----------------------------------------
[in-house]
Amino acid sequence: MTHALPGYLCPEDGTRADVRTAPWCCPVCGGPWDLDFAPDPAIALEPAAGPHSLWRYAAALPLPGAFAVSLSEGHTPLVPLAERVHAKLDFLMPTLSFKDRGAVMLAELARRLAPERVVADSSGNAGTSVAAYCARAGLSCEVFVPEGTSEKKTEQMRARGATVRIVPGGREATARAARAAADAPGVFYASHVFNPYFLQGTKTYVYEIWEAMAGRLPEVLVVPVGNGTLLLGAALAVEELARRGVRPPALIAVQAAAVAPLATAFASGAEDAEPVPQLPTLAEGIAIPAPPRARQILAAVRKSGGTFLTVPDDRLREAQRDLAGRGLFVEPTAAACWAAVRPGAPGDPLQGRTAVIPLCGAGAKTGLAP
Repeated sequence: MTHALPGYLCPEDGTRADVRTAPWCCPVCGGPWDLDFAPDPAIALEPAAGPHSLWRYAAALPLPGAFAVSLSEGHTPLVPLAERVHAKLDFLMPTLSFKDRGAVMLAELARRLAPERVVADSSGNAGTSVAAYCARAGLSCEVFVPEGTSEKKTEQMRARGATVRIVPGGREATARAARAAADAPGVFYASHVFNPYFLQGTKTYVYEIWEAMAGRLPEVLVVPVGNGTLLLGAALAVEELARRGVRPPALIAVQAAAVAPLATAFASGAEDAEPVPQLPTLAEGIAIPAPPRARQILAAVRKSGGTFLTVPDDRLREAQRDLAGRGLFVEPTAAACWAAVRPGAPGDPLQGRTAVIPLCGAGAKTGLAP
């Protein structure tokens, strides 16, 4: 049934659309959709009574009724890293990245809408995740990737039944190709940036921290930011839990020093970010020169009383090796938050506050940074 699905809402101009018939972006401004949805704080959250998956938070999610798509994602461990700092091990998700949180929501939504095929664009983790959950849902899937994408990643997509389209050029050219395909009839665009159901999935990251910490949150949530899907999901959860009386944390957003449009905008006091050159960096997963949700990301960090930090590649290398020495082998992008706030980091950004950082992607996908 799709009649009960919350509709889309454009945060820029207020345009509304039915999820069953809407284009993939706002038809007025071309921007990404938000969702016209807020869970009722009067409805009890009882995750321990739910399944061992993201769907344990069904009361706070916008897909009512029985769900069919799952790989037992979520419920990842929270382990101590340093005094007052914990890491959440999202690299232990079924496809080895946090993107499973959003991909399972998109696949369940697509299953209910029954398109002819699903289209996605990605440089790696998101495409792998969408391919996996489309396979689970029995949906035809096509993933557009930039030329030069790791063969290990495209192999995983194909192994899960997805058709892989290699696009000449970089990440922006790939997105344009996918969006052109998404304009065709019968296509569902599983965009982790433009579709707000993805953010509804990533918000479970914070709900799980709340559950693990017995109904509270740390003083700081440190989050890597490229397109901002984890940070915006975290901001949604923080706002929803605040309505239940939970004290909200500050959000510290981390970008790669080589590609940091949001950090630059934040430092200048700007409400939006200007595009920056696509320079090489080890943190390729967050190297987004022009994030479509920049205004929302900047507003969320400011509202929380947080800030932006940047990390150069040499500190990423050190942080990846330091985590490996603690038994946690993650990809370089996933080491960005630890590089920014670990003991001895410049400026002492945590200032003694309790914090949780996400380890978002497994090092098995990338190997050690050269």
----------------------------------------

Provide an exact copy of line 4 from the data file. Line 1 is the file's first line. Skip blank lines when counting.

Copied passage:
């Protein structure tokens, strides 16, 4: 049934659309959709009574009724890293990245809408995740990737039944190709940036921290930011839990020093970010020169009383090796938050506050940074 699905809402101009018939972006401004949805704080959250998956938070999610798509994602461990700092091990998700949180929501939504095929664009983790959950849902899937994408990643997509389209050029050219395909009839665009159901999935990251910490949150949530899907999901959860009386944390957003449009905008006091050159960096997963949700990301960090930090590649290398020495082998992008706030980091950004950082992607996908 799709009649009960919350509709889309454009945060820029207020345009509304039915999820069953809407284009993939706002038809007025071309921007990404938000969702016209807020869970009722009067409805009890009882995750321990739910399944061992993201769907344990069904009361706070916008897909009512029985769900069919799952790989037992979520419920990842929270382990101590340093005094007052914990890491959440999202690299232990079924496809080895946090993107499973959003991909399972998109696949369940697509299953209910029954398109002819699903289209996605990605440089790696998101495409792998969408391919996996489309396979689970029995949906035809096509993933557009930039030329030069790791063969290990495209192999995983194909192994899960997805058709892989290699696009000449970089990440922006790939997105344009996918969006052109998404304009065709019968296509569902599983965009982790433009579709707000993805953010509804990533918000479970914070709900799980709340559950693990017995109904509270740390003083700081440190989050890597490229397109901002984890940070915006975290901001949604923080706002929803605040309505239940939970004290909200500050959000510290981390970008790669080589590609940091949001950090630059934040430092200048700007409400939006200007595009920056696509320079090489080890943190390729967050190297987004022009994030479509920049205004929302900047507003969320400011509202929380947080800030932006940047990390150069040499500190990423050190942080990846330091985590490996603690038994946690993650990809370089996933080491960005630890590089920014670990003991001895410049400026002492945590200032003694309790914090949780996400380890978002497994090092098995990338190997050690050269």